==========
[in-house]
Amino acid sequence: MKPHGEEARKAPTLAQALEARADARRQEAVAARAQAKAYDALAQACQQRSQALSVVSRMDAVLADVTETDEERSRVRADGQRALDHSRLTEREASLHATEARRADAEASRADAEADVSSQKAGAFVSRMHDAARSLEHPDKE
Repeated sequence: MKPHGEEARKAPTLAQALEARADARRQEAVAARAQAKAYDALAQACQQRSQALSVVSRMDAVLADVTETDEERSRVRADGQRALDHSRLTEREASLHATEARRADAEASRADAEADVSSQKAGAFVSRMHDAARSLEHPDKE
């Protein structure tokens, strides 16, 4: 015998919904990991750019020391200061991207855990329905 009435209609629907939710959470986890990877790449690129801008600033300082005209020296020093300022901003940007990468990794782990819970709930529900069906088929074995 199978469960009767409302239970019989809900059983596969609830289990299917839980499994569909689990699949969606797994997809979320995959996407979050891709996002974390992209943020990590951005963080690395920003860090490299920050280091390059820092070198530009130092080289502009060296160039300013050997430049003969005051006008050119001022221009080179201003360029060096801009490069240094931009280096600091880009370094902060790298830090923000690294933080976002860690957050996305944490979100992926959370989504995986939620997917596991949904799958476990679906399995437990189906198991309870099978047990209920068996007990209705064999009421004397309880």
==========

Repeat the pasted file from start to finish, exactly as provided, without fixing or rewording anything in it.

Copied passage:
[in-house]
Amino acid sequence: MKPHGEEARKAPTLAQALEARADARRQEAVAARAQAKAYDALAQACQQRSQALSVVSRMDAVLADVTETDEERSRVRADGQRALDHSRLTEREASLHATEARRADAEASRADAEADVSSQKAGAFVSRMHDAARSLEHPDKE
Repeated sequence: MKPHGEEARKAPTLAQALEARADARRQEAVAARAQAKAYDALAQACQQRSQALSVVSRMDAVLADVTETDEERSRVRADGQRALDHSRLTEREASLHATEARRADAEASRADAEADVSSQKAGAFVSRMHDAARSLEHPDKE
């Protein structure tokens, strides 16, 4: 015998919904990991750019020391200061991207855990329905 009435209609629907939710959470986890990877790449690129801008600033300082005209020296020093300022901003940007990468990794782990819970709930529900069906088929074995 199978469960009767409302239970019989809900059983596969609830289990299917839980499994569909689990699949969606797994997809979320995959996407979050891709996002974390992209943020990590951005963080690395920003860090490299920050280091390059820092070198530009130092080289502009060296160039300013050997430049003969005051006008050119001022221009080179201003360029060096801009490069240094931009280096600091880009370094902060790298830090923000690294933080976002860690957050996305944490979100992926959370989504995986939620997917596991949904799958476990679906399995437990189906198991309870099978047990209920068996007990209705064999009421004397309880």